If your objective is to help people with a disease (which is understood to be progressive) then how could you ethically, knowingly put a group of MS patients on a placebo. I can understand how the placebo arm of a trial is a necessity, but at the same time, if
I was setting up this trial I wouldn't be able to handle the guilt of having patients on nothing at all.
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Postby gwa » Tue Jul 17, 2007 11:43 am

Patients are put on placebos all of the time. It is one way to find out if the drug is doing better than a sugar pill. Frequently they aren't.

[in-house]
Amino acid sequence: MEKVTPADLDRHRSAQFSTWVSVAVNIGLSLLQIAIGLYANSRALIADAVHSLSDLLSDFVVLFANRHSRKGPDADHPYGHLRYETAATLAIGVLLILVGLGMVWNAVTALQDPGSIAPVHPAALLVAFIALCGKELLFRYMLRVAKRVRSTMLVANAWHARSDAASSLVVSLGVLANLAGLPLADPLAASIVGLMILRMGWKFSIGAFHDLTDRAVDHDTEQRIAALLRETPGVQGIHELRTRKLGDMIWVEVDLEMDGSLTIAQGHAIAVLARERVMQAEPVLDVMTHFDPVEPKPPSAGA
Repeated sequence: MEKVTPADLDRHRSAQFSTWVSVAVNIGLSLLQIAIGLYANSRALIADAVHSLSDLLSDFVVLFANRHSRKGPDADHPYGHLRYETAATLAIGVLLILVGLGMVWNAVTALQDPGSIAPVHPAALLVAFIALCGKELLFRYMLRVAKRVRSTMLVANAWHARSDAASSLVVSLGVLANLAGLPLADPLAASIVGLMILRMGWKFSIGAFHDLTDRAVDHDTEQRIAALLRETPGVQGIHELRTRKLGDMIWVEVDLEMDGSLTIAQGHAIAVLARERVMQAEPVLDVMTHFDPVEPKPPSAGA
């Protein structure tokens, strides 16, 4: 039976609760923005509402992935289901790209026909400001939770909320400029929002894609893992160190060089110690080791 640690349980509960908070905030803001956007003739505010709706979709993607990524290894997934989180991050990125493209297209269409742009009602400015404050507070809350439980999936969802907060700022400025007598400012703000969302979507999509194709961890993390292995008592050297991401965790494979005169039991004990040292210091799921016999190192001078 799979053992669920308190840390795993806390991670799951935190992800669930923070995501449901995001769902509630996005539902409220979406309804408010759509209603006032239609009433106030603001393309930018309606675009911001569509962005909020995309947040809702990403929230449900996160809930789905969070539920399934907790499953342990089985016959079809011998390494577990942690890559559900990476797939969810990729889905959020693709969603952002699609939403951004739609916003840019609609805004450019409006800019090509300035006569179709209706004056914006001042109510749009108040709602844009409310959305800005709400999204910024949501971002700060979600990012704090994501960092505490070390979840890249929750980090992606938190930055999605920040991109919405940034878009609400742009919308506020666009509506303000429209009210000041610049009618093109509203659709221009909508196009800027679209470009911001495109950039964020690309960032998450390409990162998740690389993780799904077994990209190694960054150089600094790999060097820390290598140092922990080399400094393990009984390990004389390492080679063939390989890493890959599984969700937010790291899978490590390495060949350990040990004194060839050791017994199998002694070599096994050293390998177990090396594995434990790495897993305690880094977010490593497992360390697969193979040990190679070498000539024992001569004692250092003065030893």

My thought was that no trials are being conducted with only Trimesta, so it will be impossible to find out if it will work on its own. Thus patients will be given both Copaxone and Trimesta if the trial proves effective.

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Postby Loobie » Tue Jul 17, 2007 12:27 pm

The FDA protocol for getting a drug to market demands it. Until there is another way to show results that gets approved there will always be the need for people to step up and fly naked for the length of the trial. You can't make a cake without cracking a few eggs. Being in the Tovaxin trial I can tell you that it is VERY stressful to be thinking of not being on anything. Maybe that is why there is such a proponderance of drugs that they trial on RR-MS people because they can usually go a year without treatment. If we want the good stuff, we have to be willing to go off of the marginally effective stuff for a while. My $0.02.